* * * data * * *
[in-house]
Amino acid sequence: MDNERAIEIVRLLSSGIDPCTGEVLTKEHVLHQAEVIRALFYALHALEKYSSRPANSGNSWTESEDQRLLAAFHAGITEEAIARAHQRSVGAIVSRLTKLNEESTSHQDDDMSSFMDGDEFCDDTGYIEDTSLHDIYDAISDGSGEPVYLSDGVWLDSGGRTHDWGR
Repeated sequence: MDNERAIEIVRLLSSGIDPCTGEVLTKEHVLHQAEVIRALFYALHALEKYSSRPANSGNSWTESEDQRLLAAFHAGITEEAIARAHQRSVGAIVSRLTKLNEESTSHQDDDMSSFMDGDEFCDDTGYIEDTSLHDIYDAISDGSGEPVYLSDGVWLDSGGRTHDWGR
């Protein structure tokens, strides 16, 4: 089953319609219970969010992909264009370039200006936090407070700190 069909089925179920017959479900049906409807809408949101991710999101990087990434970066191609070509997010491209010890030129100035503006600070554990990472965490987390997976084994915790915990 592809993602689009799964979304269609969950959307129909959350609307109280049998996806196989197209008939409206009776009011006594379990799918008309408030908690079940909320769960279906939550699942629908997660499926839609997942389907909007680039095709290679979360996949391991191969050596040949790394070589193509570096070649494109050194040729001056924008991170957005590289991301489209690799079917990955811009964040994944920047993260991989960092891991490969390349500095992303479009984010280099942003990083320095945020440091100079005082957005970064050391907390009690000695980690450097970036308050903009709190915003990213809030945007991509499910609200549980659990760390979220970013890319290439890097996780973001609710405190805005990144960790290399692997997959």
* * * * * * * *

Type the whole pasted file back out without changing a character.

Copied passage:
[in-house]
Amino acid sequence: MDNERAIEIVRLLSSGIDPCTGEVLTKEHVLHQAEVIRALFYALHALEKYSSRPANSGNSWTESEDQRLLAAFHAGITEEAIARAHQRSVGAIVSRLTKLNEESTSHQDDDMSSFMDGDEFCDDTGYIEDTSLHDIYDAISDGSGEPVYLSDGVWLDSGGRTHDWGR
Repeated sequence: MDNERAIEIVRLLSSGIDPCTGEVLTKEHVLHQAEVIRALFYALHALEKYSSRPANSGNSWTESEDQRLLAAFHAGITEEAIARAHQRSVGAIVSRLTKLNEESTSHQDDDMSSFMDGDEFCDDTGYIEDTSLHDIYDAISDGSGEPVYLSDGVWLDSGGRTHDWGR
């Protein structure tokens, strides 16, 4: 089953319609219970969010992909264009370039200006936090407070700190 069909089925179920017959479900049906409807809408949101991710999101990087990434970066191609070509997010491209010890030129100035503006600070554990990472965490987390997976084994915790915990 592809993602689009799964979304269609969950959307129909959350609307109280049998996806196989197209008939409206009776009011006594379990799918008309408030908690079940909320769960279906939550699942629908997660499926839609997942389907909007680039095709290679979360996949391991191969050596040949790394070589193509570096070649494109050194040729001056924008991170957005590289991301489209690799079917990955811009964040994944920047993260991989960092891991490969390349500095992303479009984010280099942003990083320095945020440091100079005082957005970064050391907390009690000695980690450097970036308050903009709190915003990213809030945007991509499910609200549980659990760390979220970013890319290439890097996780973001609710405190805005990144960790290399692997997959």